“There were times that this program hasn’t gotten the support it deserved,” Meehan said.
Meehan and Bazin are a match made in heaven for Lowell fans. A head coach who has reached the NCAA tournament in both of his first two seasons along with a leader at the top who understands the value athletics can have on a campus.
This week, based on previous-year estimates, UMass Lowell’s hockey team has the potential, should it reach the title game, to be seen by well more than 1.5 million viewers on ESPN2 and ESPN, which holds the tournament’s television rights.
The chancellor added, regarding Bazin’s interview in 2011, “As soon as he left my office I turned to (athletic director) Dana Skinner and said ‘he’s our head coach.’”
Frankly, Lowell has reached heights not even the most tried-and-true fans could have imagined.
“As for being the flag bearer for the league, it’s such a good conference that it prepares you well for outside competition,” Bazin said.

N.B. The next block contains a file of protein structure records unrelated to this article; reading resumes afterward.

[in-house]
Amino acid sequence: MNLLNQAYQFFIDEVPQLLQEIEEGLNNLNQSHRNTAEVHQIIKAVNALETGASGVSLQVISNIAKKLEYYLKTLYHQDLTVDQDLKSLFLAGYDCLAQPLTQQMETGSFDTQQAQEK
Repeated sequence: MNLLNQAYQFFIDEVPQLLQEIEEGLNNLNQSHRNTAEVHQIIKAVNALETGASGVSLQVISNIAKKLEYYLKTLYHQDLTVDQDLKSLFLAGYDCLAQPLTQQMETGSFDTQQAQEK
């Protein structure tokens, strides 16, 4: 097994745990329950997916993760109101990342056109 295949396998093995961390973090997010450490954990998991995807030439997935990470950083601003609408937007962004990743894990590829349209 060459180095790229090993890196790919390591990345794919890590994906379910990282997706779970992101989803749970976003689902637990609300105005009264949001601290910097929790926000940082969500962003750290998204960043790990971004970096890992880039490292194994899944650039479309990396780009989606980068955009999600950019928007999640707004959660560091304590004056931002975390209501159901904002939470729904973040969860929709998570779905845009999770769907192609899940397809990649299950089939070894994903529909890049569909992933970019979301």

For Bazin, he knew this day could come. At his introductory press conference, just under two years ago, he said he wanted to “compete for national championships.”
I’m not sure even he believed the chance would come so soon.
“I guess I didn’t give it a timetable,” he said. “Who would have guessed we have a freshman goalie (Connor Hellebuyck) come out and beat your finalist for Player of the Year the year before? That’s what’s interesting about hockey.
“Things can happen quickly and I’m proud of these guys. They were open to change and certainly our coaching staff came in and made a number of changes. I’m excited for their progress, and more importantly, for the opportunity we have this weekend.”
Lowell’s success starts from the net out, where Hellebuyck has been outstanding as a rookie, posting a 20-2 record with a remarkable 1.31 goals-against average and .953 save percentage.
After starting the season 4-7-1 which stretched into early December, the River Hawks have lost just three games since (24-3-1).